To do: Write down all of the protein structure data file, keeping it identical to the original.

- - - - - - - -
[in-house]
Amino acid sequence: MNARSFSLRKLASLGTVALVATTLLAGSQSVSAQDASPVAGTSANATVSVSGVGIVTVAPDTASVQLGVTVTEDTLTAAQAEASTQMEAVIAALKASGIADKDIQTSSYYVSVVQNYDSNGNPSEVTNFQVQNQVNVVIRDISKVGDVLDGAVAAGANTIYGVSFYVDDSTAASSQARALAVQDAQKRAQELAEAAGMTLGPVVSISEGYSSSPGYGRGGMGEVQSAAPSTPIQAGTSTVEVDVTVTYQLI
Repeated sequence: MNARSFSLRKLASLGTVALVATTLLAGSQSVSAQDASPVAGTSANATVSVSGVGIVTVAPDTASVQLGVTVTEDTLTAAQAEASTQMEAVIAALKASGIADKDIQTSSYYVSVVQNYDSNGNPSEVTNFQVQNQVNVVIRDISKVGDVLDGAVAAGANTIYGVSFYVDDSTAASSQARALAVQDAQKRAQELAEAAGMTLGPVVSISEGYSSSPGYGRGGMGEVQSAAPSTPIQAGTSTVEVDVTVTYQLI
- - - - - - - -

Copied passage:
[in-house]
Amino acid sequence: MNARSFSLRKLASLGTVALVATTLLAGSQSVSAQDASPVAGTSANATVSVSGVGIVTVAPDTASVQLGVTVTEDTLTAAQAEASTQMEAVIAALKASGIADKDIQTSSYYVSVVQNYDSNGNPSEVTNFQVQNQVNVVIRDISKVGDVLDGAVAAGANTIYGVSFYVDDSTAASSQARALAVQDAQKRAQELAEAAGMTLGPVVSISEGYSSSPGYGRGGMGEVQSAAPSTPIQAGTSTVEVDVTVTYQLI
Repeated sequence: MNARSFSLRKLASLGTVALVATTLLAGSQSVSAQDASPVAGTSANATVSVSGVGIVTVAPDTASVQLGVTVTEDTLTAAQAEASTQMEAVIAALKASGIADKDIQTSSYYVSVVQNYDSNGNPSEVTNFQVQNQVNVVIRDISKVGDVLDGAVAAGANTIYGVSFYVDDSTAASSQARALAVQDAQKRAQELAEAAGMTLGPVVSISEGYSSSPGYGRGGMGEVQSAAPSTPIQAGTSTVEVDVTVTYQLI